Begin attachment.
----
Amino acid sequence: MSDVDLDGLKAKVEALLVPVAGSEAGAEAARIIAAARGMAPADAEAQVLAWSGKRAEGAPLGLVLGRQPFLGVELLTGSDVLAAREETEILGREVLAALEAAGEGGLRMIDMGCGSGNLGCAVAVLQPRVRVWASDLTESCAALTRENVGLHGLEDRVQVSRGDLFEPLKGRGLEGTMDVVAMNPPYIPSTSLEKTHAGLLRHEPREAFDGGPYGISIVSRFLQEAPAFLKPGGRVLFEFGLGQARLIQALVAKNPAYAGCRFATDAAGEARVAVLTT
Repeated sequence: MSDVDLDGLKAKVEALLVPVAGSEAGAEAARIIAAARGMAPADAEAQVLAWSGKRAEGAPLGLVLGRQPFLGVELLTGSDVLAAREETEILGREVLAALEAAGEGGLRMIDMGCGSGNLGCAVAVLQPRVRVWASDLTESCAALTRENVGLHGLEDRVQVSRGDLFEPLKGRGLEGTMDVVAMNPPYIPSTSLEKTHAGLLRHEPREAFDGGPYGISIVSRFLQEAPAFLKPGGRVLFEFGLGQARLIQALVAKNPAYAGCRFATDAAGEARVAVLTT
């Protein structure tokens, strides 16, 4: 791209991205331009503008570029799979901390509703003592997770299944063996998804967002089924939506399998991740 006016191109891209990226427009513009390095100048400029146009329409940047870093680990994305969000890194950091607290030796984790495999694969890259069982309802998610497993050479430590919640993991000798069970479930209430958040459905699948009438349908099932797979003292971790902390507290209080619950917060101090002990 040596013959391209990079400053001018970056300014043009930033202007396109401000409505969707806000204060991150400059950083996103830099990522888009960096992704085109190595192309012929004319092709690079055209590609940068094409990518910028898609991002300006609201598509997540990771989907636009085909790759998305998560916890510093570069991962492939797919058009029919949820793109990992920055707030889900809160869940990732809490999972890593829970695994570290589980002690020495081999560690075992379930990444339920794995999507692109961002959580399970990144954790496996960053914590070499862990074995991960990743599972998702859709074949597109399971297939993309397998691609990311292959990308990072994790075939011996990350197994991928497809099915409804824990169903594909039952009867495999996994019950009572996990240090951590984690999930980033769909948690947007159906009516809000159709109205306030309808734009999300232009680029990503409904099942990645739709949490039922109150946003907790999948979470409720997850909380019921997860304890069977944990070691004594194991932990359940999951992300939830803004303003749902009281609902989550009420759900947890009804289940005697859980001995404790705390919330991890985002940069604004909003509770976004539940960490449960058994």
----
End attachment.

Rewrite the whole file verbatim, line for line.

Amino acid sequence: MSDVDLDGLKAKVEALLVPVAGSEAGAEAARIIAAARGMAPADAEAQVLAWSGKRAEGAPLGLVLGRQPFLGVELLTGSDVLAAREETEILGREVLAALEAAGEGGLRMIDMGCGSGNLGCAVAVLQPRVRVWASDLTESCAALTRENVGLHGLEDRVQVSRGDLFEPLKGRGLEGTMDVVAMNPPYIPSTSLEKTHAGLLRHEPREAFDGGPYGISIVSRFLQEAPAFLKPGGRVLFEFGLGQARLIQALVAKNPAYAGCRFATDAAGEARVAVLTT
Repeated sequence: MSDVDLDGLKAKVEALLVPVAGSEAGAEAARIIAAARGMAPADAEAQVLAWSGKRAEGAPLGLVLGRQPFLGVELLTGSDVLAAREETEILGREVLAALEAAGEGGLRMIDMGCGSGNLGCAVAVLQPRVRVWASDLTESCAALTRENVGLHGLEDRVQVSRGDLFEPLKGRGLEGTMDVVAMNPPYIPSTSLEKTHAGLLRHEPREAFDGGPYGISIVSRFLQEAPAFLKPGGRVLFEFGLGQARLIQALVAKNPAYAGCRFATDAAGEARVAVLTT
């Protein structure tokens, strides 16, 4: 791209991205331009503008570029799979901390509703003592997770299944063996998804967002089924939506399998991740 006016191109891209990226427009513009390095100048400029146009329409940047870093680990994305969000890194950091607290030796984790495999694969890259069982309802998610497993050479430590919640993991000798069970479930209430958040459905699948009438349908099932797979003292971790902390507290209080619950917060101090002990 040596013959391209990079400053001018970056300014043009930033202007396109401000409505969707806000204060991150400059950083996103830099990522888009960096992704085109190595192309012929004319092709690079055209590609940068094409990518910028898609991002300006609201598509997540990771989907636009085909790759998305998560916890510093570069991962492939797919058009029919949820793109990992920055707030889900809160869940990732809490999972890593829970695994570290589980002690020495081999560690075992379930990444339920794995999507692109961002959580399970990144954790496996960053914590070499862990074995991960990743599972998702859709074949597109399971297939993309397998691609990311292959990308990072994790075939011996990350197994991928497809099915409804824990169903594909039952009867495999996994019950009572996990240090951590984690999930980033769909948690947007159906009516809000159709109205306030309808734009999300232009680029990503409904099942990645739709949490039922109150946003907790999948979470409720997850909380019921997860304890069977944990070691004594194991932990359940999951992300939830803004303003749902009281609902989550009420759900947890009804289940005697859980001995404790705390919330991890985002940069604004909003509770976004539940960490449960058994």